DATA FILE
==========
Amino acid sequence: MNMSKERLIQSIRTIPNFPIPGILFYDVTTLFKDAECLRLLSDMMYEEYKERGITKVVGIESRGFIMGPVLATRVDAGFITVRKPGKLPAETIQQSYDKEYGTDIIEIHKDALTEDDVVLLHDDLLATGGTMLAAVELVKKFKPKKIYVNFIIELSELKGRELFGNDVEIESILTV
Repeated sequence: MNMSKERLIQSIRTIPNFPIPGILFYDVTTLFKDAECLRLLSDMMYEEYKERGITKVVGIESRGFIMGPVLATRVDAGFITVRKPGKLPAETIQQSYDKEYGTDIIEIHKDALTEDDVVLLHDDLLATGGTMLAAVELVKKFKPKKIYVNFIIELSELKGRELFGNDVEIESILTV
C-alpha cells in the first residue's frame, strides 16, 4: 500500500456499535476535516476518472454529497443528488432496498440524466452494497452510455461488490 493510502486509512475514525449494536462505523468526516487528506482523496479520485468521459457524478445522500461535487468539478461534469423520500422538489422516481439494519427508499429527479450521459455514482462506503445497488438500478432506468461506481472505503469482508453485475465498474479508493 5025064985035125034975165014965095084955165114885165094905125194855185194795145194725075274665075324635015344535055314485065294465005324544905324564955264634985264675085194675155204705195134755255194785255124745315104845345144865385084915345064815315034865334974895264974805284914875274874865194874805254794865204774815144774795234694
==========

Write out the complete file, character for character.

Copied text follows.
Amino acid sequence: MNMSKERLIQSIRTIPNFPIPGILFYDVTTLFKDAECLRLLSDMMYEEYKERGITKVVGIESRGFIMGPVLATRVDAGFITVRKPGKLPAETIQQSYDKEYGTDIIEIHKDALTEDDVVLLHDDLLATGGTMLAAVELVKKFKPKKIYVNFIIELSELKGRELFGNDVEIESILTV
Repeated sequence: MNMSKERLIQSIRTIPNFPIPGILFYDVTTLFKDAECLRLLSDMMYEEYKERGITKVVGIESRGFIMGPVLATRVDAGFITVRKPGKLPAETIQQSYDKEYGTDIIEIHKDALTEDDVVLLHDDLLATGGTMLAAVELVKKFKPKKIYVNFIIELSELKGRELFGNDVEIESILTV
C-alpha cells in the first residue's frame, strides 16, 4: 500500500456499535476535516476518472454529497443528488432496498440524466452494497452510455461488490 493510502486509512475514525449494536462505523468526516487528506482523496479520485468521459457524478445522500461535487468539478461534469423520500422538489422516481439494519427508499429527479450521459455514482462506503445497488438500478432506468461506481472505503469482508453485475465498474479508493 5025064985035125034975165014965095084955165114885165094905125194855185194795145194725075274665075324635015344535055314485065294465005324544905324564955264634985264675085194675155204705195134755255194785255124745315104845345144865385084915345064815315034865334974895264974805284914875274874865194874805254794865204774815144774795234694